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Review: Sparring Partners by John Grisham

Sparring Partners

Like Stephen King, John Grisham has earned a spot on the best-seller list for just about anything he chooses to publish. And similar to King, it appears that Grisham isn’t content to crank out the same book year after year to his adoring fans (I’m looking at you as the biggest culprit James Patterson)

This time around, Grisham offers up three novellas he says were written during the lock-down instead of a full-length novel.

Here are my thoughts on each of them.

Homecoming
Grisham returns to his world of Ford County and Jake Brigance. As a big fan of Jake’s, it’s nice to get to spend a hundred or so pages with him and the cast of characters Grisham has created. “Homecoming” centers on Mack Stafford, a former lawyer who got tired of his life in Clanton and disappeared three years before, leaving his family behind. He also took a large chunk of several settlements as well. Mack wants to come home three years later and see his family again. He reaches out to Jake and Harry Rex about coming home and the wheels start turning. Continue reading

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Audiobook Review: Book Lovers by Emily Henry

Book LoversNora Stephens reads the last chapter of a story first. As a literary agent whose life is consumed by all things literary, Nora likes knowing where the story is going before starting the first page. Her younger sister, Libby, will not only barrel into a book without any preconceptions, often not even reading the back cover so she won’t ruin the surprises along the way. When Nora and Libby decide to spend a few weeks away from the hustle and bustle of New York City in the small town that served as a literary basis for one of Libby’s favorite books that Nora edited, their hope is to reconnect before the birth of Libby’s third child. But what they find is something else entirely unexpected.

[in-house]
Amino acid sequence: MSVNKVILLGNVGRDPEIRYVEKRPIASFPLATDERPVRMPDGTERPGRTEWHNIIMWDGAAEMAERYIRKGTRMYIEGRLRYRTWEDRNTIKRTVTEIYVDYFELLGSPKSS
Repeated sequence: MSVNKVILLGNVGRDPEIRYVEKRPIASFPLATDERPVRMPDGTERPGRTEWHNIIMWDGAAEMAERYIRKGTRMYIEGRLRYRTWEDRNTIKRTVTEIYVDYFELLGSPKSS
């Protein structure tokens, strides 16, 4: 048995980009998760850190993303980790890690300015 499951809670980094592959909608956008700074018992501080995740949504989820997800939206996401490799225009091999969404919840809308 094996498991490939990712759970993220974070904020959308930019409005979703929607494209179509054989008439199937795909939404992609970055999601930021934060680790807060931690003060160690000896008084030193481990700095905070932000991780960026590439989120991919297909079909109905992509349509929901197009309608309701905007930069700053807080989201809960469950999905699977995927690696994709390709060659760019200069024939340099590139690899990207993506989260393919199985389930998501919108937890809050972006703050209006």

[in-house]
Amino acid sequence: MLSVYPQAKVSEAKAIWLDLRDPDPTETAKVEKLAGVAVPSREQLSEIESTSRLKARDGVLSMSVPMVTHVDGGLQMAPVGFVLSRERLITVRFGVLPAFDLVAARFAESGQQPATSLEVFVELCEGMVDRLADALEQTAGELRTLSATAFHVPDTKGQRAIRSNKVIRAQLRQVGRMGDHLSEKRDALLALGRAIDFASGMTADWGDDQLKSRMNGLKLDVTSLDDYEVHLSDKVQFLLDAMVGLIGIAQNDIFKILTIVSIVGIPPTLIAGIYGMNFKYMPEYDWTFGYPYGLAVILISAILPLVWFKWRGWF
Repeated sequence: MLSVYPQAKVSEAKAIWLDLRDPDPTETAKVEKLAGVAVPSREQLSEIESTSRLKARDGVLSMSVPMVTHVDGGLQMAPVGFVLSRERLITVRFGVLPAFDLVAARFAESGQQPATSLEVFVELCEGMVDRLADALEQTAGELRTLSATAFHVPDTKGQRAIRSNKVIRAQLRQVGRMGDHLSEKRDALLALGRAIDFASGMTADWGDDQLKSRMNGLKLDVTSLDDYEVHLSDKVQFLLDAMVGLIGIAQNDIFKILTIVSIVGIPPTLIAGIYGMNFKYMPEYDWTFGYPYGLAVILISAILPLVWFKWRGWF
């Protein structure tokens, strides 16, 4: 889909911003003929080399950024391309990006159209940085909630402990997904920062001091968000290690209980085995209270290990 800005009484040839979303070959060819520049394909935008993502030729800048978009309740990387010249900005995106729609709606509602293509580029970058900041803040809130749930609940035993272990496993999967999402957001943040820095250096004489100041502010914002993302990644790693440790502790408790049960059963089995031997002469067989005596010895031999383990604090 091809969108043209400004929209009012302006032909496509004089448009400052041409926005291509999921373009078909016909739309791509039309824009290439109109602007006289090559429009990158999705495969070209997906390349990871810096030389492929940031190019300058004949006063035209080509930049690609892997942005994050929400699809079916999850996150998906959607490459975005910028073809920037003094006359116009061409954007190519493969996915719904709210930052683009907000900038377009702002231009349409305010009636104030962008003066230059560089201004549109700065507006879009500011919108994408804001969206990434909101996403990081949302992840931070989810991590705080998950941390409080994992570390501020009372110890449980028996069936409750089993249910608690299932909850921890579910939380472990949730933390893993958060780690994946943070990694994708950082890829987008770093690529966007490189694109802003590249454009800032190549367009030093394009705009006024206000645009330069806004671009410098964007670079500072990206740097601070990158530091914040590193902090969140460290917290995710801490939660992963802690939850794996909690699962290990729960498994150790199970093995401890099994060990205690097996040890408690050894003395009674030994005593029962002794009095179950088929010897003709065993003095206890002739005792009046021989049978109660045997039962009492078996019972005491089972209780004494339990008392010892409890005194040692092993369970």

Emily Henry’s latest novel, Book Lovers deftly deconstruction the tropes of small-town romance in a delightfully entertaining way.

If her life were a romance novel, Nora would be the heartless, big-city girlfriend who gets dumped for the small-town girl with a heart of gold. In fact, Nora has been dumped four times for that, including on her way to meet with high-profile editor Charlier Lastra. When Charlie dismisses the latest offering from her client before they place their drink orders, Nora chalks it up to being off her game due to the previous rejection and being late.

Two years later, she runs into Charlie in the small town she’s visiting with her sister, and the sparks inevitably being to fly. Things are helped when a new manuscript has Charlie and Nora teaming up as editors, bringing the two into each other’s orbit on a more regular basis.

Book Lovers is a slow dance of a story, slowly revealing layers about its characters and deconstructing the small-town romance story in an entertaining fashion. As with her previous two novels, Henry puts realistic, grounded obstacles to each of the relationships at the heart of Book Lovers. Whether it’s the secrets Charlie is holding about his family and growing up in a small town or the secret that Nora and Lilly are keeping from each other, each revelation is earned by Henry over the course of the story.

As a stand-alone story, this one succeeds on every level, offering a satisfying story. Henry sows the seeds of the eventual resolution in the story’s early goings, allowing this reader to see where things could go before some of the characters do.

An entertaining journey, Book Lovers is yet another feather in Henry’s already impressive cap. Needless to say, I will be back for whatever she offers next.

The audio version of this one is well performed by Julie Whalen, who brings June’s first-person perspective vibrantly to life. She also does a superb job of crafting all the other characters we meet in Nora’s story to life as well

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Review: Run Rose Run by Dolly Parton and James Patterson

Run Rose Run